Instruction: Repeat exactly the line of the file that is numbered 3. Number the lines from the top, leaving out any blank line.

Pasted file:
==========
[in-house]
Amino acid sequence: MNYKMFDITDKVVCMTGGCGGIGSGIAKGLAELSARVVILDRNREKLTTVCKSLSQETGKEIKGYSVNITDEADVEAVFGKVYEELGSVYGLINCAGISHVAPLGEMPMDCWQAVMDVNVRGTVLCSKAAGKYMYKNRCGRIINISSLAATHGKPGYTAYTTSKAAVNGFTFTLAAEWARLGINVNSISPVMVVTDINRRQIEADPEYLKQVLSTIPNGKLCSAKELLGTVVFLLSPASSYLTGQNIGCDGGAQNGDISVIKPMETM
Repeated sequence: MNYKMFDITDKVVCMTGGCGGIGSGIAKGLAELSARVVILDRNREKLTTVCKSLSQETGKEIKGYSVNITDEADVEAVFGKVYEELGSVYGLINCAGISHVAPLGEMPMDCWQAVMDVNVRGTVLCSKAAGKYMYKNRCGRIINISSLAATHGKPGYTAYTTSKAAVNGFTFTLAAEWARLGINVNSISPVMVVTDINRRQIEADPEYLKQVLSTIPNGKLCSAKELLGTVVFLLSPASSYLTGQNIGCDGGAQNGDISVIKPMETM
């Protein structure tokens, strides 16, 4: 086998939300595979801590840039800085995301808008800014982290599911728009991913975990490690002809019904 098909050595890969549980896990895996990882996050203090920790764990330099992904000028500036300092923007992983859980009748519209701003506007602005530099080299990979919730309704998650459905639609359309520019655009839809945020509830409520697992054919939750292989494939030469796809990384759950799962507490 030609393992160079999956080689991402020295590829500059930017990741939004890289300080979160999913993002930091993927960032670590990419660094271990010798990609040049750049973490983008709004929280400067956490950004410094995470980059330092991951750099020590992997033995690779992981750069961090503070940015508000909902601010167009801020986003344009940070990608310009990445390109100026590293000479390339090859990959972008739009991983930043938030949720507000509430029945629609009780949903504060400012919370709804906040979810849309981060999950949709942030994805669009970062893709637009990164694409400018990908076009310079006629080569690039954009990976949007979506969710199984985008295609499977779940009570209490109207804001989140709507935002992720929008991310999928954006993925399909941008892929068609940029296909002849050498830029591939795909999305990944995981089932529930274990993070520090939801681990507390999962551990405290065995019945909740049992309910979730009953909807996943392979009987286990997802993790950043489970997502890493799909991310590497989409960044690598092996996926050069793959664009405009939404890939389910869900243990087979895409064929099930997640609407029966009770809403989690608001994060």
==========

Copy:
Repeated sequence: MNYKMFDITDKVVCMTGGCGGIGSGIAKGLAELSARVVILDRNREKLTTVCKSLSQETGKEIKGYSVNITDEADVEAVFGKVYEELGSVYGLINCAGISHVAPLGEMPMDCWQAVMDVNVRGTVLCSKAAGKYMYKNRCGRIINISSLAATHGKPGYTAYTTSKAAVNGFTFTLAAEWARLGINVNSISPVMVVTDINRRQIEADPEYLKQVLSTIPNGKLCSAKELLGTVVFLLSPASSYLTGQNIGCDGGAQNGDISVIKPMETM